Record Number of Bird Species Observed in 21st Annual Bird Survey

Clifton Institute data will help determine the state of bird populations across North America

Warrenton, Virginia | January 5, 2021

The Clifton Institute, with the help of 24 volunteers, counted 104 species of birds and 24,447 total birds within a 15-mile-diameter circle as part of the National Audubon Society’s annual Christmas Bird Count initiative. This is the most species ever observed in this circle, which has been surveyed annually for 21 years, thanks to the high number of volunteers and the cold weather bringing birds out to forage. The data submitted by the Clifton Institute will be compiled with information collected from community scientists across the country to develop a snapshot of the state of bird populations across North America. Some of the most interesting bird species observed by participants of the Clifton Institute event included:

  • Palm Warbler (a first for the count)
  • House Wren (a first for the count)
  • Sandhill Crane
  • Rusty Blackbird
  • Greater Scaup
  • Short-eared Owl

The Christmas Bird Count is the country’s longest-running community science bird project, and the data collected from this initiative over the past 120 years illustrates how bird populations across the continent have changed throughout 12 decades. For example, in a recent study published in the journal Science, scientists analyzed data from Christmas Bird Counts and found that human activity has caused a loss of nearly three billion North American birds over the past 50 years, primarily because of habitat loss. Current data contributed by the Clifton Institute from the Warrenton region will help researchers continue to study the long-term health and status of bird populations and habitats, as well as develop conservation strategies.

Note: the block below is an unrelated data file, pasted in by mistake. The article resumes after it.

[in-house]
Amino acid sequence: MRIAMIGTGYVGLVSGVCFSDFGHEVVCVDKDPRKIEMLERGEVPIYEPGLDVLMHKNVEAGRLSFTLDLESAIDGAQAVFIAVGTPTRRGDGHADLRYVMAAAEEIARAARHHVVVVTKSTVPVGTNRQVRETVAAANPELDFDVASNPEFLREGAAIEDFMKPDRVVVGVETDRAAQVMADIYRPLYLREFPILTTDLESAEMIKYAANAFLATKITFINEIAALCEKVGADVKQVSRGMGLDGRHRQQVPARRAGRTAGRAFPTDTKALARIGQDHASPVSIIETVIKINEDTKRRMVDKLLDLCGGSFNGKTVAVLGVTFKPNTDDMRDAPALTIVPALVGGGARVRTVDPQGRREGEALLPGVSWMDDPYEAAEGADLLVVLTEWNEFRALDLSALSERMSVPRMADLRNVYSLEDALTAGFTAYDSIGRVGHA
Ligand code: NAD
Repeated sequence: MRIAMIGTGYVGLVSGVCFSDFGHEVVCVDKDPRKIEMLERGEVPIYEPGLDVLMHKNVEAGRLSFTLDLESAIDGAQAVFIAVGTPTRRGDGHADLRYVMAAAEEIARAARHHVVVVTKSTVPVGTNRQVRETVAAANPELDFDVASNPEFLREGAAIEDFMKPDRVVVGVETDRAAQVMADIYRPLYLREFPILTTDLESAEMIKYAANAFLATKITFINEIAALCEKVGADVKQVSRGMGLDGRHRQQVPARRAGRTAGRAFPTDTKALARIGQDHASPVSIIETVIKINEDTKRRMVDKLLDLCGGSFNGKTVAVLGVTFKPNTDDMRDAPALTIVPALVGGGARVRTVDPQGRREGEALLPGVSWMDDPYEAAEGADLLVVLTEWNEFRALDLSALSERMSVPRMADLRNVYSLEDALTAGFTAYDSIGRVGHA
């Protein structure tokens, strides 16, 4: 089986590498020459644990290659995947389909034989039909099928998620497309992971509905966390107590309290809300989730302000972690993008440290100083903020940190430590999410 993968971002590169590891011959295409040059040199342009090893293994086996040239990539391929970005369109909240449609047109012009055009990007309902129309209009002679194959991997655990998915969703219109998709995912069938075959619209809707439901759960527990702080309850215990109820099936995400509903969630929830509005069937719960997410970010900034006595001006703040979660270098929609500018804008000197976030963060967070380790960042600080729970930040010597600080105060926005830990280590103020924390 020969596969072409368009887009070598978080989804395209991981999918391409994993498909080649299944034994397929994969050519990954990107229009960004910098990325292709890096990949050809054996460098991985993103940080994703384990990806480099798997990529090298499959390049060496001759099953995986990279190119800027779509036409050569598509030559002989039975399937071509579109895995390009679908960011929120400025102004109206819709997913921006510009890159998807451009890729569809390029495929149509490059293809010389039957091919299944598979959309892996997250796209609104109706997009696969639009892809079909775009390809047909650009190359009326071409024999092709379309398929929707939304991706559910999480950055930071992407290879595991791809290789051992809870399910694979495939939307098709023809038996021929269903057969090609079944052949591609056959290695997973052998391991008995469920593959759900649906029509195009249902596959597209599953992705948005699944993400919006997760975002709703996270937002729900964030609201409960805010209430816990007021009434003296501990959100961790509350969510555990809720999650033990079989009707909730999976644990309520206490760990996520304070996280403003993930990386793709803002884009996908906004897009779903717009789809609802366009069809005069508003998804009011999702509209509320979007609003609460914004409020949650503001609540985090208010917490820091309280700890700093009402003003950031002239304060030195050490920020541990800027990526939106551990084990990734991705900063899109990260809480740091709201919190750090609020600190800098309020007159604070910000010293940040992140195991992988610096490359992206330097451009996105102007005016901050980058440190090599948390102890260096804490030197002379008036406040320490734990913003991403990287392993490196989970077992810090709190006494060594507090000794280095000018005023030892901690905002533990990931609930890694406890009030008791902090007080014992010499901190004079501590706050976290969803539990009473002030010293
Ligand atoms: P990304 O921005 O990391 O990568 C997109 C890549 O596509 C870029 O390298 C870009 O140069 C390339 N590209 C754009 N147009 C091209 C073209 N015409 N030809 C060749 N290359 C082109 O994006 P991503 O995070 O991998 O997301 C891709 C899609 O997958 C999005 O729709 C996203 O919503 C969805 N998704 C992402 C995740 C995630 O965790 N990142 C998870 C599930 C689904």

“The Christmas Bird Count is one of the most important and longest-running biodiversity surveys in the world. It shows how volunteer birdwatchers can collect high quality data across the continent,” said Bert Harris, executive director of the Clifton Institute. “The Clifton Institute is proud to take part and contribute information that will be used to figure out how to protect the birds of North America.”

The Clifton Institute hosts many birding programs throughout the year, including bi-monthly bird walks that provide both novice and experienced birders the opportunity to discover many species of birds across various habitats at the Clifton Institute’s 900-acre field station. Past birding events have included Octobird Fest, a program for participants to learn winter bird identification techniques, and Warbler Song Boot Camp, to teach people how to identify warblers in spring migration. This February they are offering Birding Like Buddha, part of the Mindful Naturalists program series created to inspire mindful observation and nature appreciation.

To learn more about events at the Clifton Institute, click here.

To learn more about the Clifton Institute, visit

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The Clifton Institute is a Northern Virginia-based nonprofit dedicated to inspiring the next generation of environmental stewards, learning about the ecology of the northern Virginia Piedmont, and conserving native biodiversity. We accomplish this mission by providing environmental education to people of all ages, carrying out ecological research, and restoring habitat for native plants and animals. Our 900-acre property in central Fauquier County, which is permanently protected under a conservation easement, provides a beautiful and easily accessible environment for our programs. For more information, visit, like us on Facebook and follow us on Instagram.